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Explore the wine villages

The area, known as the “Krassochoria” (the Wine Villages) is located north of Limassol, on the southern slopes of the Troodos mountain range. Traditional forms of viticulture are still kept alive in these villages.

Wine production is still the main occupation for most of the inhabitants. Villages in the area house various local wine museums, which are well worth a visit. This is the area which produces the island’s renowned dry red wine. The area is best reached from the Limassol to Paphos road, turning right after Erimi village

For further details on the area of the wine villages see CSTI Village Route One.

Note: Some of the private museums mentioned charge a nominal entry fee. Wine Village information can be provided courtesy of the Cyprus Tourism Organisation.

Koilani is an attractive, wine-producing village. On the outskirts sits the single-aisled vaulted church of Agia Mavri dating from the 12th century, with wall paintings from the 15th century.

The Koilani Ecclesiastical Museum was created by the Holy Bishopric of Limassol as a district branch of the larger Byzantine Museum being planned in the village itself. It houses a collection of icons and ecclesiastical objects from the parish. The museum occupies a two room building in the courtyard of Panagia Eleousa church. The exhibits span a period of about seven centuries and include pieces of an icon-stand from 1735, icons dating from the 13th to the 19th centuries, holy utensils and old books.

The Museum of Viniculture is housed in a traditional village house. Viniculture equipment and items of folk art are on show. In the yard, a large cauldron used for the preparation of the local spirit Zivania can also be seen.

The wine producing village of Omodos, built on the Troodos hillsides amidst acres of vines - with its narrow cobbled streets and the majestic monastery in the village square - is one of the most picturesque villages in Cyprus.

Omodos was once the property of Sir John de Brie, Prince of Galilee, as was the Monastery of Stavros (Holy Cross), in the centre of the village. The monastery contains old icons, excellent wood carvings and other ecclesiastical objects of interest, as well as a small museum of the national Liberation Struggle of 1955-59. An old winepress known as Linos is a short distance from the Monastery and is open to visitors.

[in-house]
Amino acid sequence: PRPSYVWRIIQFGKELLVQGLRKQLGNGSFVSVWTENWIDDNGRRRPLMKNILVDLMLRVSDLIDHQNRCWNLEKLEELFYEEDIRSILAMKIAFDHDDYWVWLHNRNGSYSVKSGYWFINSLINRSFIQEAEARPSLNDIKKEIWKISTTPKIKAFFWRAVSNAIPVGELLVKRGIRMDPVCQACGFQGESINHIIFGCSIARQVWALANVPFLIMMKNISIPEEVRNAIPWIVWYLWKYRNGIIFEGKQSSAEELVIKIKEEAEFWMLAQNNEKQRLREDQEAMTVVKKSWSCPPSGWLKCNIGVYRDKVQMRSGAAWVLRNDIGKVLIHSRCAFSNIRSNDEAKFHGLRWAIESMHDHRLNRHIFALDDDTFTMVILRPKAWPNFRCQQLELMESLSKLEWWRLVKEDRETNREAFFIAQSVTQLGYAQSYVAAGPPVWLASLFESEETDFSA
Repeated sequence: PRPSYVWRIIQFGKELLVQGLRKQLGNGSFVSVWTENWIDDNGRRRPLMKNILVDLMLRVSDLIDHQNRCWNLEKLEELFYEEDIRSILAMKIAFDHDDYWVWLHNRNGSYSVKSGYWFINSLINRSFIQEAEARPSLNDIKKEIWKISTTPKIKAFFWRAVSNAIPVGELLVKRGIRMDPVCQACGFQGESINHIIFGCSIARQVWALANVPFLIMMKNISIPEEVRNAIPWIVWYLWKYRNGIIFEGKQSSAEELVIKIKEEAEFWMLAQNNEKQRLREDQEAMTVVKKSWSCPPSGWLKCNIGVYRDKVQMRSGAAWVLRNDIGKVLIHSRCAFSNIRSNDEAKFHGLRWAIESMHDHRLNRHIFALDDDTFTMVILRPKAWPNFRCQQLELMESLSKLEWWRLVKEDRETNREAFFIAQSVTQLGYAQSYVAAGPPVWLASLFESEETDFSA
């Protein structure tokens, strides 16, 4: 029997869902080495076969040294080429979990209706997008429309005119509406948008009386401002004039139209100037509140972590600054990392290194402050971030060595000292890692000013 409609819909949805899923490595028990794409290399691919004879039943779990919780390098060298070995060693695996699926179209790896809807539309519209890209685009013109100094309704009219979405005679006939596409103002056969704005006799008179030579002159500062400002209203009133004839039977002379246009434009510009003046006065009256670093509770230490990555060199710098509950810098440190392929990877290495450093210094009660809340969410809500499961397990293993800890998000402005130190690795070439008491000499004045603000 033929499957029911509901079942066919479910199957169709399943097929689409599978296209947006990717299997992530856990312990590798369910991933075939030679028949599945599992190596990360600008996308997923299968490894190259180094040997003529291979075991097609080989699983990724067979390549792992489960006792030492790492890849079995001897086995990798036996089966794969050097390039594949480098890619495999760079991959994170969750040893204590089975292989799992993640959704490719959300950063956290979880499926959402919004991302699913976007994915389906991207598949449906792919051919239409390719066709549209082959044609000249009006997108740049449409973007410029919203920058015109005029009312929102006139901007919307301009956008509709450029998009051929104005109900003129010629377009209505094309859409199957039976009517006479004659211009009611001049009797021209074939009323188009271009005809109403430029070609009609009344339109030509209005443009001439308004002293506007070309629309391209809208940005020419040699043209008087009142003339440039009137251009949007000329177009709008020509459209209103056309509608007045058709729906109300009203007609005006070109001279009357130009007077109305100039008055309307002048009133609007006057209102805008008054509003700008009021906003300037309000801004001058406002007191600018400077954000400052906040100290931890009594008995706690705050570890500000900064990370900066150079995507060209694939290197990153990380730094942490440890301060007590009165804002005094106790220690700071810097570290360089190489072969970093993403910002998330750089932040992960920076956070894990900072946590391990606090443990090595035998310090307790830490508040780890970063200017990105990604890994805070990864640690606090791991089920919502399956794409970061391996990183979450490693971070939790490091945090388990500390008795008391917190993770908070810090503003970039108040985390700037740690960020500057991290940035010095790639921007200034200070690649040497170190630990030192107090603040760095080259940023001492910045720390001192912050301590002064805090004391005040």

Nestling in the heart of the Troodos mountains amidst green and fragrant pines is yet another picturesque village, that of Foini. According to tradition, the village was named after a Frankish lord, Juan de Fejniu or Feniu, while another says its name originates from the Greek word for palm tree “foinikas”. The village is renowned for its pottery, for the manufacture of traditional furniture and for the local “lokoumi” (Turkish delight). The Pylavakion, a private museum of folk art, displays examples of local pottery, traditional agricultural tools and kitchen utensils.

Vasa is one of the most important wine producing villages of the region with over 40% of its agricultural land being allocated to viticulture. Some of the best red wines of the island are produced here. It is a picturesque village with cobbled streets and traditional architecture.

The ecclesiastic museum of Vasa houses important icons and religious objects. To arrange a visit, one has to contact the village priest. There are two excellent tavernas in the village.

This is one of the largest wine producing villages of Cyprus. There are two theories as to the derivation of its name: one suggests it comes from the Holy Alsos (grove) of the goddess Aphrodite where the village is built, the other that it was one of the four towns founded by Ptolemy Philadelphos in honour of Arsinoe. It has been associated with wine production since ancient times. Nowadays, most inhabitants still make their own wine, while the village womenfolk have a reputation for the special dishes they prepare using wine. The Folk Art Museum of Arsos is housed in a traditional house. Its exhibits present traditional village life.

The village of Fasoula dates back to the Middle Ages and is depicted on old maps of Cyprus with the name Fasula or Pasula. The most likely origin of the name is that it comes from the Frankish word “Fasoula” meaning scythe, the tool for harvesting. The Agricultural Museum is in a traditional house and contains agricultural tools, such as a plough, yoke, scythe and earthenware jars for everyday use or for storing wine or olive oil.

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